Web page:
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Acueducto de los Milagros
(Archaeological Ensemble of Mérida)
UNESCO World Heritage Site

El acueducto de Los Milagros.jpg
State Party  Spain
Type Cultural
Criteria iii, iv
Reference 664
Region** Europe and North America
Inscription history
Inscription 1993  (17th Session)
* Name as inscribed on World Heritage List.
** Region as classified by UNESCO.

The Acueducto de los Milagros ("Miraculous Aqueduct") is a ruined Roman aqueduct in Mérida, Spain, formerly the Roman colony of Emerita Augusta.

Only a relatively small stretch of the aqueduct still stands, consisting of 38 arched pillars standing 25 metres (82 ft) high along a course of some 830 metres (2,720 ft). It is constructed from opus mixtum - granite ashlar blocks interspersed with red brick - utilising a double arcade arrangement. The structure originally brought water to the city from an artificial lake, called the Lago de Proserpina, supplied by the river Aberregas around 5 km (3 miles) to the north-west of M√©rida.[1]

It is thought to have been constructed during the 1st century AD, with a second phase of building (or renovations) around 300 AD. In later centuries, the inhabitants of Mérida dubbed it the "Miraculous Aqueduct" for the awe that it evoked.[2]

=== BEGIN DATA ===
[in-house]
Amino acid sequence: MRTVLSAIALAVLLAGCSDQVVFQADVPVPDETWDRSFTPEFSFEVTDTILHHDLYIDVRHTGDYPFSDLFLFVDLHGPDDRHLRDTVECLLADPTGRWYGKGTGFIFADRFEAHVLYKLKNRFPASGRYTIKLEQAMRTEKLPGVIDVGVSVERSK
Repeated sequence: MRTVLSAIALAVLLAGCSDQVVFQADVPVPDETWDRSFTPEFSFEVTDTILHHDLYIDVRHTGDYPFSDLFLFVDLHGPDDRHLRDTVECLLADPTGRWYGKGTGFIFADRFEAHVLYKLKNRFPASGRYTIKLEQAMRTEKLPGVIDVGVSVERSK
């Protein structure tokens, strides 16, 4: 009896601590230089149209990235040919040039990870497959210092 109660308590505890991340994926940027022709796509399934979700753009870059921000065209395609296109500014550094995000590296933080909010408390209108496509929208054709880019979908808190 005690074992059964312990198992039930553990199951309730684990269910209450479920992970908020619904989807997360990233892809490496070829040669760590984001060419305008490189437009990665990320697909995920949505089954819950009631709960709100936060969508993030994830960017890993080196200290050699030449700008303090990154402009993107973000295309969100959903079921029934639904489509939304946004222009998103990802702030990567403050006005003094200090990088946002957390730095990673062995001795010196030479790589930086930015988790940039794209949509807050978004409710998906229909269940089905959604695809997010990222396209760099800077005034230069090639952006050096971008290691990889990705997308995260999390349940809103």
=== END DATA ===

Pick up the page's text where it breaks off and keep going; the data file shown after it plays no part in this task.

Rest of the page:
The aqueduct was one of three built at M√©rida, the other two being the 15 kilometres (9.3 mi) long Aqua Augusta, fed by the Cornalvo reservoir, and San L√°zaro, fed by underground channels.[3] The aqueduct is preserved as part of the Archaeological Ensemble of M√©rida, a UNESCO World Heritage Site.[4]

In the immediate vicinity a small Roman bridge called Puente de Albarregas runs parallel to the arcades.


  1. ^ Roger Collins. Spain: An Oxford Archaeological Guide, p. 195, 199. Oxford University Press, 1998. ISBN 0-19-285300-7
  2. ^ "Study for the determination of the pathologies in the constituent materials of the Milagros Aqueduct (M√©rida)", J.M. √Āvila Mac√≠as, M.I. Mota L√≥pez, I. Rodr√≠guez Maribona, in Heritage, Weathering and Conservation: Proceedings of the International Heritage, Weathering and Conservation Conference (HWC-2006), 21-24 June 2006, ed. Alvarez De Buergo. Taylor & Francis, 2006. ISBN 0-415-41272-2
  3. ^ Leonard A. Curchin. Roman Spain: Conquest and Assimilation, p. 106. Routledge, 1991. ISBN 0-415-02365-3
  4. ^ "Archaeological Ensemble of M√©rida". UNESCO. 2009-03-19. Retrieved 2009-03-19. 

See also

Coordinates: 38¬į54‚Ä≤58.3‚Ä≥N 6¬į20‚Ä≤15.8‚Ä≥WÔĽŅ / ÔĽŅ38.916194¬įN 6.337722¬įWÔĽŅ / 38.916194; -6.337722



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